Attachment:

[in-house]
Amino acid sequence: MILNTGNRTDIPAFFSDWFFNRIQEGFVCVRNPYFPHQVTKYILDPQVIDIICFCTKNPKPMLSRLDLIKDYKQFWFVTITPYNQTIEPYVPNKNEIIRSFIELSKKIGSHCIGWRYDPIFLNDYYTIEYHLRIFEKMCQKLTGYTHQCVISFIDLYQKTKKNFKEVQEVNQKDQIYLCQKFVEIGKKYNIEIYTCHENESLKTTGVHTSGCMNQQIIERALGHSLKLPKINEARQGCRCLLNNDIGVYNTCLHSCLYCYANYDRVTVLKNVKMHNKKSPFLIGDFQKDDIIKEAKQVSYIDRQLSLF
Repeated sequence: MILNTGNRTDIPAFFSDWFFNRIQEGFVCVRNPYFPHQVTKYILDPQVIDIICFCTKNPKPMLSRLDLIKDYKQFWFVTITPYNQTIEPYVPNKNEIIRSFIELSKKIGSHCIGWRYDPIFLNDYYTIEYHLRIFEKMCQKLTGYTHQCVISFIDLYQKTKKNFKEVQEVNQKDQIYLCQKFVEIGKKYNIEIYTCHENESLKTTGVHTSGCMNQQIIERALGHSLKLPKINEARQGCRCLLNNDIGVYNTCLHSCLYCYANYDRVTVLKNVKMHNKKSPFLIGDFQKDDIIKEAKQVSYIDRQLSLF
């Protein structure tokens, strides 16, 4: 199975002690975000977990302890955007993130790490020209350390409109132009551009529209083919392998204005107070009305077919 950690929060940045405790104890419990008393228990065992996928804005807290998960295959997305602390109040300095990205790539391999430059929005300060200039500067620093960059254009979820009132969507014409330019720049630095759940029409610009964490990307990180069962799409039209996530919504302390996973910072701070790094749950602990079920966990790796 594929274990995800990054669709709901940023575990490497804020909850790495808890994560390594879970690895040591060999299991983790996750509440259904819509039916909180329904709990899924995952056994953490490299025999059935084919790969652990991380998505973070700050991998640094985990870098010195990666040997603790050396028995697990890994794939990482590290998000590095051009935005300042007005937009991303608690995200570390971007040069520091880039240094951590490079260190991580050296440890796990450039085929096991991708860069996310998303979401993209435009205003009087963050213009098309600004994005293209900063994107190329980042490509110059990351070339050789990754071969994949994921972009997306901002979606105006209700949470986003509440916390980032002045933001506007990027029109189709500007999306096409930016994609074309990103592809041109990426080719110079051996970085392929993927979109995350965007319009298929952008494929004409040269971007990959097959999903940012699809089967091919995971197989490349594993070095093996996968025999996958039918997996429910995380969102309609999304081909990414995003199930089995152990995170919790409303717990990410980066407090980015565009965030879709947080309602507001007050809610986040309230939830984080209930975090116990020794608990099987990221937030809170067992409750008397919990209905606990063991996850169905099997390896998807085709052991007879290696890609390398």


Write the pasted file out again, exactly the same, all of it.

[in-house]
Amino acid sequence: MILNTGNRTDIPAFFSDWFFNRIQEGFVCVRNPYFPHQVTKYILDPQVIDIICFCTKNPKPMLSRLDLIKDYKQFWFVTITPYNQTIEPYVPNKNEIIRSFIELSKKIGSHCIGWRYDPIFLNDYYTIEYHLRIFEKMCQKLTGYTHQCVISFIDLYQKTKKNFKEVQEVNQKDQIYLCQKFVEIGKKYNIEIYTCHENESLKTTGVHTSGCMNQQIIERALGHSLKLPKINEARQGCRCLLNNDIGVYNTCLHSCLYCYANYDRVTVLKNVKMHNKKSPFLIGDFQKDDIIKEAKQVSYIDRQLSLF
Repeated sequence: MILNTGNRTDIPAFFSDWFFNRIQEGFVCVRNPYFPHQVTKYILDPQVIDIICFCTKNPKPMLSRLDLIKDYKQFWFVTITPYNQTIEPYVPNKNEIIRSFIELSKKIGSHCIGWRYDPIFLNDYYTIEYHLRIFEKMCQKLTGYTHQCVISFIDLYQKTKKNFKEVQEVNQKDQIYLCQKFVEIGKKYNIEIYTCHENESLKTTGVHTSGCMNQQIIERALGHSLKLPKINEARQGCRCLLNNDIGVYNTCLHSCLYCYANYDRVTVLKNVKMHNKKSPFLIGDFQKDDIIKEAKQVSYIDRQLSLF
């Protein structure tokens, strides 16, 4: 199975002690975000977990302890955007993130790490020209350390409109132009551009529209083919392998204005107070009305077919 950690929060940045405790104890419990008393228990065992996928804005807290998960295959997305602390109040300095990205790539391999430059929005300060200039500067620093960059254009979820009132969507014409330019720049630095759940029409610009964490990307990180069962799409039209996530919504302390996973910072701070790094749950602990079920966990790796 594929274990995800990054669709709901940023575990490497804020909850790495808890994560390594879970690895040591060999299991983790996750509440259904819509039916909180329904709990899924995952056994953490490299025999059935084919790969652990991380998505973070700050991998640094985990870098010195990666040997603790050396028995697990890994794939990482590290998000590095051009935005300042007005937009991303608690995200570390971007040069520091880039240094951590490079260190991580050296440890796990450039085929096991991708860069996310998303979401993209435009205003009087963050213009098309600004994005293209900063994107190329980042490509110059990351070339050789990754071969994949994921972009997306901002979606105006209700949470986003509440916390980032002045933001506007990027029109189709500007999306096409930016994609074309990103592809041109990426080719110079051996970085392929993927979109995350965007319009298929952008494929004409040269971007990959097959999903940012699809089967091919995971197989490349594993070095093996996968025999996958039918997996429910995380969102309609999304081909990414995003199930089995152990995170919790409303717990990410980066407090980015565009965030879709947080309602507001007050809610986040309230939830984080209930975090116990020794608990099987990221937030809170067992409750008397919990209905606990063991996850169905099997390896998807085709052991007879290696890609390398």